The Bloc Québécois is offering to work with the Liberals to shut down debate on Bill C-10, the government’s controversial plan to bring streaming giants such as Netflix under Canada’s existing broadcasting rules, in an effort to pass the legislation into law before the summer recess.
Bloc Leader Yves-François Blanchet announced the plan Sunday evening on the popular French-language talk show Tout le monde en parle, during a panel discussion with Canadian Heritage Minister Steven Guilbeault and NDP Leader Jagmeet Singh. The three parties are broadly supportive of the bill and much of the discussion was spent criticizing the Conservative Party for opposing the bill over free-speech concerns.
“It’s exceptional, but if the government agrees, we are prepared to launch a process of time allocation and rapid adoption so that Quebec’s cultural sector and the Canadian cultural sector can have this bill adopted before the end of the session,” Mr. Blanchet said.
The Bloc Leader said his party has only supported such a procedural move on one other occasion in the current Parliament. He proposed a two-week deadline for wrapping up debate on the bill. It was not clear if this included time for the Canadian heritage committee to complete its review of the bill.
Mr. Guilbeault reacted favourably to Mr. Blanchet’s proposal. In a minority Parliament, the Liberals require the support of at least one of the three main opposition parties to win votes on bills and procedural motions.
The program host, Guy A. Lepage, said the show invited Conservative Leader Erin O’Toole, but he declined.
Reaction to the bill has been far more positive in Quebec than in English Canada, where several former broadcasting regulators and academics have been vocal critics of the bill as a threat to free speech online. In contrast, the parties in Quebec’s National Assembly recently adopted a unanimous motion in support of Bill C-10.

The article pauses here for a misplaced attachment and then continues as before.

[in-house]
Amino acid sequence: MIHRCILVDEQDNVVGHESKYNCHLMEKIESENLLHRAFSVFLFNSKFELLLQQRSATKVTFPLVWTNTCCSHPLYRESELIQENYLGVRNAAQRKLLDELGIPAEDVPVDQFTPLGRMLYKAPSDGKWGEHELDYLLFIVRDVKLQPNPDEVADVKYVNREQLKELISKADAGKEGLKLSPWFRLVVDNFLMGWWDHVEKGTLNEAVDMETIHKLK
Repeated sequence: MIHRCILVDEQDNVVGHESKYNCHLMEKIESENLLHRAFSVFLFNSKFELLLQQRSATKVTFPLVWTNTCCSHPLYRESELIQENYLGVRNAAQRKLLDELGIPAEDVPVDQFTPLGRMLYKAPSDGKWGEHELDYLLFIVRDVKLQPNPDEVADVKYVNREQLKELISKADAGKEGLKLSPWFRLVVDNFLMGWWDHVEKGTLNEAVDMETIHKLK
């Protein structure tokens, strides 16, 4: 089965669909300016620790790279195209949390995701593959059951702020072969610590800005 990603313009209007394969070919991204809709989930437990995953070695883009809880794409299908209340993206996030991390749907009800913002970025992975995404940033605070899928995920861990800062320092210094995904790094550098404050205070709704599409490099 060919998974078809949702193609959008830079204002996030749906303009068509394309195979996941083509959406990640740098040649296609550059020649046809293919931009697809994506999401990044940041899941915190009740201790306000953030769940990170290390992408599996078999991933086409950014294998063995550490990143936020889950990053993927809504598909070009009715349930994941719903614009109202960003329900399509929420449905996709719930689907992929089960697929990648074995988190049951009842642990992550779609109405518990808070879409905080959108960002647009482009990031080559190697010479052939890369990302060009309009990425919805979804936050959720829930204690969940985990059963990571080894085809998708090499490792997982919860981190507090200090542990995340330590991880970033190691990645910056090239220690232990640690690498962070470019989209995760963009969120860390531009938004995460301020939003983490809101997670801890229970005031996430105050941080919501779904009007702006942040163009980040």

That tone dominated Sunday night’s episode, with Mr. Lepage expressing at one point that he has “a serious concern” that the bill may not become law by the time Parliament rises for summer and it could die on the order paper if there is a late-summer federal election.
Conservative MP and heritage critic Alain Rayes said he should have been invited on the show to express the reasons why many people oppose the bill. Mr. Rayes said he jumped off his chair while watching on television when the Bloc proposed to shut down debate.
“The central element of the debate is free expression,” he said in an interview. “It’s nuts. … I couldn’t believe it.”
The government says the bill will only require online platforms to contribute to funds that support Canadian creators and to ensure Canadian content is promoted on their platforms. Critics fear that expanding the role of Canada’s broadcasting regulator to include the internet will stifle free speech, particularly on social media.
The Canadian heritage committee is hearing from additional witnesses this week as part of a pause in wrapping up its line-by-line review of the bill. Justice Minister David Lametti and Mr. Guilbeault will appear before the committee on Tuesday and take questions.
On Monday, the committee heard from three witnesses who generally support the bill – University of Montreal law professor Pierre Trudel, Broadcasting and Telecommunications Legislative Review Panel chair Janet Yale and Canadian Independent Music Association president Andrew Cash.
The committee also heard from University of Ottawa law professor Michael Geist, who has been a prominent and vociferous critic of the bill.
Prior to his appearance, Mr. Geist shared an open letter from Canadian internet and technical professionals to Prime Minister Justin Trudeau, approved by 20 individuals and five organizations. The letter called on the Prime Minister “to stop harming the internet, the freedoms and aspiration of every individual in this country, and our knowledge economy through overreaching regulatory policies … that will have significant, yet unintended consequences on the free and open internet in Canada.”
Bloc MP Martin Champoux, who sits on the heritage committee, said the time allocation is important because the Conservatives have obstructed the study of Bill C-10 during the past few weeks.
“We think it’s time to act,” he said, adding that concerns over freedom of speech have now been put to rest by hearing from experts and a recent Charter review. “This is a tool that we’re willing to use in this particular case,” he said.
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